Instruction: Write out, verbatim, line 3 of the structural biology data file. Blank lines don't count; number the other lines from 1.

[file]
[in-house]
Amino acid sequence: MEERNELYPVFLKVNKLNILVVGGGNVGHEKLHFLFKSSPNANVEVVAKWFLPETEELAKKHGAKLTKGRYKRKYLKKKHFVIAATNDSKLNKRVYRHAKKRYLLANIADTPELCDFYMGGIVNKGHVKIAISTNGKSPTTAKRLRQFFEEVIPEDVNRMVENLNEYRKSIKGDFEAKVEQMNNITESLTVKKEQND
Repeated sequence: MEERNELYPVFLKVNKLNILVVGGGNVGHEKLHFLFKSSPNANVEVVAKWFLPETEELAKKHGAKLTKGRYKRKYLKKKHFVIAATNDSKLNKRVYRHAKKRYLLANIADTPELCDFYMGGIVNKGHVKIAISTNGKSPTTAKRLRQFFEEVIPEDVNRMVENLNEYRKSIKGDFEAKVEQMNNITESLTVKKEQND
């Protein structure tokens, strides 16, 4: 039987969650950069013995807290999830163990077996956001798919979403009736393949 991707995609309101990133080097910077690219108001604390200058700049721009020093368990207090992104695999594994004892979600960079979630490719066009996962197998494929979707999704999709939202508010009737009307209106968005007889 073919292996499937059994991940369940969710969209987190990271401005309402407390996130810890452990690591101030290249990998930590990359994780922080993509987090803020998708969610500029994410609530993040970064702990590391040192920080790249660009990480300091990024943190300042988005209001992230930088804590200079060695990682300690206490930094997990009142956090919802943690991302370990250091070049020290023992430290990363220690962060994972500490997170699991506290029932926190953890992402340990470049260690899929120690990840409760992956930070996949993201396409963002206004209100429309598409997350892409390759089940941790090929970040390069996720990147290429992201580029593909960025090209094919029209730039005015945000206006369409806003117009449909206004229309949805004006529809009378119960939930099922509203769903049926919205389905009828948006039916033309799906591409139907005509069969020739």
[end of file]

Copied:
Repeated sequence: MEERNELYPVFLKVNKLNILVVGGGNVGHEKLHFLFKSSPNANVEVVAKWFLPETEELAKKHGAKLTKGRYKRKYLKKKHFVIAATNDSKLNKRVYRHAKKRYLLANIADTPELCDFYMGGIVNKGHVKIAISTNGKSPTTAKRLRQFFEEVIPEDVNRMVENLNEYRKSIKGDFEAKVEQMNNITESLTVKKEQND